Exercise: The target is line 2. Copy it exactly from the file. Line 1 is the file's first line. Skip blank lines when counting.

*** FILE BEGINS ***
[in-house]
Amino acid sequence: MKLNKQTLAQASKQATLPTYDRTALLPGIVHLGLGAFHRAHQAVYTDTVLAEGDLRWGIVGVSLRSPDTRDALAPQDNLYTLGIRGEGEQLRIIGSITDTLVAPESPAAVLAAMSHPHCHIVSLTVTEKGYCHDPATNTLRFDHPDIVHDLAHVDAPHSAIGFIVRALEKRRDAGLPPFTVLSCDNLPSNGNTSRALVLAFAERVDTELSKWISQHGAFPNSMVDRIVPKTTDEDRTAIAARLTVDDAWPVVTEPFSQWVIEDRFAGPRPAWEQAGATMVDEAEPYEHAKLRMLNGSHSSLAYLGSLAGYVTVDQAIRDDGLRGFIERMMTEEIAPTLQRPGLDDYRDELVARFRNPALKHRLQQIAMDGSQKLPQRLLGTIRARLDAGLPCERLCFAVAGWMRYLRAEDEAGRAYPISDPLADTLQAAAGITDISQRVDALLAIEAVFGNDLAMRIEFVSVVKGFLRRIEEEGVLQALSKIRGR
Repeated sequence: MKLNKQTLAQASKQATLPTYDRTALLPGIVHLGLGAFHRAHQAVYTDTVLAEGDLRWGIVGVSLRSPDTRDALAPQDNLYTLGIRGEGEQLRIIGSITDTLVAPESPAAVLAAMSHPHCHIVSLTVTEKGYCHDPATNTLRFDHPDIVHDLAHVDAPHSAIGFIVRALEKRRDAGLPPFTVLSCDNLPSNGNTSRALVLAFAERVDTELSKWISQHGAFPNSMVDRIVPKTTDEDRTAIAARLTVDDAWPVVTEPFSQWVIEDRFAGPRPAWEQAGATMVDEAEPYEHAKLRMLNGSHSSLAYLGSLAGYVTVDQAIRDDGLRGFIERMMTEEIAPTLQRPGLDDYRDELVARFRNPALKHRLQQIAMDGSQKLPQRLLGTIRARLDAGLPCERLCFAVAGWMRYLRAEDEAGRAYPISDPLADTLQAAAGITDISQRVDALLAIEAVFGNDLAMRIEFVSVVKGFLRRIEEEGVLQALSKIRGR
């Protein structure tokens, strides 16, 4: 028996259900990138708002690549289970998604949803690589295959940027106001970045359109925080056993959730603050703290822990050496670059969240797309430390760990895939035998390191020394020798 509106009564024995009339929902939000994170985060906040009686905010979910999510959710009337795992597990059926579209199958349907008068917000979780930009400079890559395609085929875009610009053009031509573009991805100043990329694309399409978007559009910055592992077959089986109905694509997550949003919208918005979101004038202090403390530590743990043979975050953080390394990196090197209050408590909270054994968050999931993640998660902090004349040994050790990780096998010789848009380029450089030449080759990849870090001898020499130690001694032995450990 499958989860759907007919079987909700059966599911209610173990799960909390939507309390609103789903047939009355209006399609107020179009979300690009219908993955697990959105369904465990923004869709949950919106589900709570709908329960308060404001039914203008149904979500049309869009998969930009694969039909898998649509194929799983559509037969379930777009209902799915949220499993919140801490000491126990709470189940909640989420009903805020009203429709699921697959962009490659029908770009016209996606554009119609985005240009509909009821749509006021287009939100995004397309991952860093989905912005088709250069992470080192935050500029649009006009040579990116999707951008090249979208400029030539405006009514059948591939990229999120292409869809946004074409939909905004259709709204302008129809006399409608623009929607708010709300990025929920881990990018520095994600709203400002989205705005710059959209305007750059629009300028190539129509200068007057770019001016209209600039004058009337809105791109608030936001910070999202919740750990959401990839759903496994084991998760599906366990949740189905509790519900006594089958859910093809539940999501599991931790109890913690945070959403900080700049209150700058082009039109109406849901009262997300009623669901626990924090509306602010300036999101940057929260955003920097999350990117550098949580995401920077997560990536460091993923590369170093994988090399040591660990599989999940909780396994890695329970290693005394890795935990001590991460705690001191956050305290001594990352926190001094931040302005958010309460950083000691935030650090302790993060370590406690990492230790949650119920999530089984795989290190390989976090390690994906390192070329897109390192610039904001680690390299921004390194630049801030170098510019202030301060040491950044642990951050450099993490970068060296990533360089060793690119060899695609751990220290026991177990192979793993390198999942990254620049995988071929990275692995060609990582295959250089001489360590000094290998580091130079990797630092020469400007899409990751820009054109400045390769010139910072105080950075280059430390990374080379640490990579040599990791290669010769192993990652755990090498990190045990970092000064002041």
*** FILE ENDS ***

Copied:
Amino acid sequence: MKLNKQTLAQASKQATLPTYDRTALLPGIVHLGLGAFHRAHQAVYTDTVLAEGDLRWGIVGVSLRSPDTRDALAPQDNLYTLGIRGEGEQLRIIGSITDTLVAPESPAAVLAAMSHPHCHIVSLTVTEKGYCHDPATNTLRFDHPDIVHDLAHVDAPHSAIGFIVRALEKRRDAGLPPFTVLSCDNLPSNGNTSRALVLAFAERVDTELSKWISQHGAFPNSMVDRIVPKTTDEDRTAIAARLTVDDAWPVVTEPFSQWVIEDRFAGPRPAWEQAGATMVDEAEPYEHAKLRMLNGSHSSLAYLGSLAGYVTVDQAIRDDGLRGFIERMMTEEIAPTLQRPGLDDYRDELVARFRNPALKHRLQQIAMDGSQKLPQRLLGTIRARLDAGLPCERLCFAVAGWMRYLRAEDEAGRAYPISDPLADTLQAAAGITDISQRVDALLAIEAVFGNDLAMRIEFVSVVKGFLRRIEEEGVLQALSKIRGR